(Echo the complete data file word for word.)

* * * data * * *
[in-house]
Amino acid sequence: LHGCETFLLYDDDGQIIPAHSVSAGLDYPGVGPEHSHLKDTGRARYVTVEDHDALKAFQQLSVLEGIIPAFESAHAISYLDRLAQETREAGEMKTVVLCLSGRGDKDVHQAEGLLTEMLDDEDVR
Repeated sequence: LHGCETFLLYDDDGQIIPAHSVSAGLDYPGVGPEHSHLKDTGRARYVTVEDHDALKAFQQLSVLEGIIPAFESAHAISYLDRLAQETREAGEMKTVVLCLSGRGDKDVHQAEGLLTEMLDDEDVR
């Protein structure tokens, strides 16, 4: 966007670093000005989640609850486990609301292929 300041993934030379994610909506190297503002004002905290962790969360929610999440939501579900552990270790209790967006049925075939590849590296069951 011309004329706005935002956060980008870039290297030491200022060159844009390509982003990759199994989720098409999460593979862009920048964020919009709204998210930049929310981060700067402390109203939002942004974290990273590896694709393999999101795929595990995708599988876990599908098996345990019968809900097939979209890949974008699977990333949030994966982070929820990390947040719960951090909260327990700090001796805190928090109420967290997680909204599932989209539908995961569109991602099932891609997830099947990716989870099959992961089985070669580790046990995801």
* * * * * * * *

[in-house]
Amino acid sequence: LHGCETFLLYDDDGQIIPAHSVSAGLDYPGVGPEHSHLKDTGRARYVTVEDHDALKAFQQLSVLEGIIPAFESAHAISYLDRLAQETREAGEMKTVVLCLSGRGDKDVHQAEGLLTEMLDDEDVR
Repeated sequence: LHGCETFLLYDDDGQIIPAHSVSAGLDYPGVGPEHSHLKDTGRARYVTVEDHDALKAFQQLSVLEGIIPAFESAHAISYLDRLAQETREAGEMKTVVLCLSGRGDKDVHQAEGLLTEMLDDEDVR
């Protein structure tokens, strides 16, 4: 966007670093000005989640609850486990609301292929 300041993934030379994610909506190297503002004002905290962790969360929610999440939501579900552990270790209790967006049925075939590849590296069951 011309004329706005935002956060980008870039290297030491200022060159844009390509982003990759199994989720098409999460593979862009920048964020919009709204998210930049929310981060700067402390109203939002942004974290990273590896694709393999999101795929595990995708599988876990599908098996345990019968809900097939979209890949974008699977990333949030994966982070929820990390947040719960951090909260327990700090001796805190928090109420967290997680909204599932989209539908995961569109991602099932891609997830099947990716989870099959992961089985070669580790046990995801």